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... To our knowledge, there is only one example of an X. fastidiosa vector being considered invasive, spreading over vast geographical distances and reaching large populations at various environmental conditions (Grandgirard et al. 2006;Petit et al. 2008). Homalodisca vitripennis (Cicadellidae, Cicadellinae) is native to the southeastern United States (Turner and Pollard 1959;Young 1958) and invaded California sometime in the late 1980s (Stenger et al. 2010) but was not detected until 1990 (Sorensen and Gill 1996). ...
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... However, a single stopover can extend this flight time to 17 or more hours (Webjet 2014). Dead H. vitripennis adults have been found in aircraft in Cairns, Australia, that have flown from Tahiti and unofficial reports suggest H. vitripennis adults have survived the flight from Tahiti to Japan (Grandgirard et al. 2006). Studies have indicated that H. vitripennis may be able to survive much longer than was previously thought (over 24 h) without a food source (Phillips 2004;Son et al. 2009), although exactly how long appears to be dependent on temperature. ...
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... During the past 120 years, more than 5000 biological introductions of approximately 2000 different species of natural enemies of arthropods have been carried out to control the population density of pest species (i.e., classical biological control) (Roderick and Navajas 2003; van Lenteren et al. 2006a; Cock et al. 2010). However, only 16% of all those introductions have established and resulted in the successful control of the target pest (Caltagirone and Doutt 1989; Bellows 2001; Roderick and Navajas 2003; Grandgirard et al. 2006 ). This low success rate of man-made introductions of biological controllers has been explained, in part, as the result of (i) the introduction of agents poorly adapted to local environmental conditions, (ii) the ...
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... Twice yearly oviposition has been reported in California (Blua et al. 1999), with a partial third egg-laying period possible in some regions (Hummel et al. 2006). Six to eight overlapping generations have been estimated to occur per year in Tahiti (Grandgirard et al. 2006), and a single mating is sufficient to fertilise an entire complement of eggs that can then be oviposited throughout an individual's lifetime (Sisterson 2008). ...
... Symptomless host plant material from the United States, Central America, South America (which has the strain of X. fastidiosa causing citrus variegated chlorosis) (Hopkins & Purcell 2002;Chung & Brlansky 2005), Taiwan and Kosovo may also contain the pathogen. Inadvertent introduction of X. fastidiosa into Australia may have already occurred and there is a possibility that the pathogen is harboured in symptomless hosts that are currently present in Australia (Hoddle 2004 (Grandgirard et al. 2006). Dead H. vitripennis adults have been intercepted in planes in Cairns, Australia that had flown from Tahiti via New Caledonia (Grandgirard et al. 2006), illustrating that unintentional transport to Australia may be possible. ...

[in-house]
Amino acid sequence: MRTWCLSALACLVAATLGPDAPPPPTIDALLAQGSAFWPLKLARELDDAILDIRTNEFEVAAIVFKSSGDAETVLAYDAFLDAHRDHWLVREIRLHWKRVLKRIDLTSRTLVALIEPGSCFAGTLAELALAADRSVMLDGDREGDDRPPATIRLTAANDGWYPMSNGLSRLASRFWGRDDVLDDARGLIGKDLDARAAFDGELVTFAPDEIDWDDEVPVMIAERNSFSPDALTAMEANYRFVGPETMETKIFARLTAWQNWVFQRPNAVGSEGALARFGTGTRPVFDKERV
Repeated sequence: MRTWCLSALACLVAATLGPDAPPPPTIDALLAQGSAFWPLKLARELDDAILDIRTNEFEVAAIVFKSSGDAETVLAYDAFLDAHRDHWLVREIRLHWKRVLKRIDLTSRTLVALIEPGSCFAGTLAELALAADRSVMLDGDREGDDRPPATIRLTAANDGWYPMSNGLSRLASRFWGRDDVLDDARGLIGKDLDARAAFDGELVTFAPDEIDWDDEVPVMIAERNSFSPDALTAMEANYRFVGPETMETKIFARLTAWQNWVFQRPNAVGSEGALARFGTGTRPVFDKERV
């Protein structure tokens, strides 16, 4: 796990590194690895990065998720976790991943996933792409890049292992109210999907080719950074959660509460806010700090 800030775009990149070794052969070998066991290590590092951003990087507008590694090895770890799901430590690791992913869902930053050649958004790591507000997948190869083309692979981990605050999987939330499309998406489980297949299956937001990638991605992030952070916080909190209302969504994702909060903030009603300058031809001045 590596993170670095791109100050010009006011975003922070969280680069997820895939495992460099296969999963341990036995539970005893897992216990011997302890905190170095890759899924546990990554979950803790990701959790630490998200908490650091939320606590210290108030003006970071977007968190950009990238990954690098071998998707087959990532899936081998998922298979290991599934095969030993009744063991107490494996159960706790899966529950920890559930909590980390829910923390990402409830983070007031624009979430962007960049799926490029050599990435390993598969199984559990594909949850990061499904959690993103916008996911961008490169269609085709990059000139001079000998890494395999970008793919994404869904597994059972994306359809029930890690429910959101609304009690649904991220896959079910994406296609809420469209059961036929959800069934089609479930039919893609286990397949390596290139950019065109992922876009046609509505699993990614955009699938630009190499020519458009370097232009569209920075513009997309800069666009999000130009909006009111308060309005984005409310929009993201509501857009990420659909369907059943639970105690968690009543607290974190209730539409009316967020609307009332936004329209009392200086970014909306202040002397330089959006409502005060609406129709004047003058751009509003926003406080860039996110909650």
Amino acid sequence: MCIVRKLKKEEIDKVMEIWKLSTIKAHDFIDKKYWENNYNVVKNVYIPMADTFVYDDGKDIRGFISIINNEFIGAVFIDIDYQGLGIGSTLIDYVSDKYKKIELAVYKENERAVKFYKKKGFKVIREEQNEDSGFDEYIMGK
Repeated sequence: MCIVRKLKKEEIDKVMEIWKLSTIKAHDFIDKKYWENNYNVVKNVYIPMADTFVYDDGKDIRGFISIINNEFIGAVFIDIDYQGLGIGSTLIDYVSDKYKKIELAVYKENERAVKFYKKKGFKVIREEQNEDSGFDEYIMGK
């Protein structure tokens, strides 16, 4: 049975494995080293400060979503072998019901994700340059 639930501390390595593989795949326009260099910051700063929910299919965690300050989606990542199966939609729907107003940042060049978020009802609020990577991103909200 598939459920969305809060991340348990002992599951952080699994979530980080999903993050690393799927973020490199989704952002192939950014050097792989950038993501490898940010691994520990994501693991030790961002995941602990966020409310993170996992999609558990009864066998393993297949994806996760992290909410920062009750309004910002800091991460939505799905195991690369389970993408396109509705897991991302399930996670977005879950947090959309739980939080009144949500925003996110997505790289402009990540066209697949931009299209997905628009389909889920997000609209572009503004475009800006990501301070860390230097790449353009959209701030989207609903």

... Inadvertent introduction of X. fastidiosa into Australia may have already occurred and there is a possibility that the pathogen is harboured in symptomless hosts that are currently present in Australia (Hoddle 2004 (Grandgirard et al. 2006). Dead H. vitripennis adults have been intercepted in planes in Cairns, Australia that had flown from Tahiti via New Caledonia (Grandgirard et al. 2006), illustrating that unintentional transport to Australia may be possible. Almost 100 flights a day arrive in Sydney from areas infested with H. vitripennis indicating a high number of opportunities for this pest and X. fastidiosa to arrive each day, in just one Australian city that has a suitable environment (Table 2). ...
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The glassy-winged sharpshooter, Homalodisca vitripennis (Germar) (Hemiptera: Cicadellidae), is an important insect vector of the xylem-limited plant pathogen Xylella fastidiosa Wells et al. that causes diseases in numerous plant species including food and feedstock crops, ornamentals and weeds. Both the pathogen and the vector are native to the Americas, and H. vitripennis has demonstrated high invasive ability but to date neither has been detected in Australia. The Australian wine grape, table grape, peach, plum, nectarine and citrus industries are particularly concerned about the arrival of X. fastidiosa and H. vitripennis because of the potential economic impact on these important commodities. Other commodity producers in Australia should also be concerned about this vector-pathogen, in particular the ornamental plant, avocado and olive industries. Past interceptions of H. vitripennis and the potential for X. fastidiosa to be moved in live plant material or within live vectors indicate the need for rapid detection of an incursion in areas considered at high risk. This requires identification of regions that have climatic and environmental conditions conducive to X. fastidiosa and H. vitripennis establishment as well as a detailed knowledge of their respective potential host plant ranges in new areas. These climatic regions and host plant species can then be targeted for monitoring in order to detect an incursion at an early stage. CLIMEX modelling has shown that much of coastal Australia has temperatures suitable for survival of both the vector and pathogen. A range of other requirements in addition to suitable climate must, however, be satisfied for an incursion to lead to establishment, proliferation and spread. This review article provides information that shows that the Australian environment is suitable for the establishment of H. vitripennis and that Australian native plant species are likely to serve as X. fastidiosa hosts and subsequent pathogen sources, and highlights future research directions.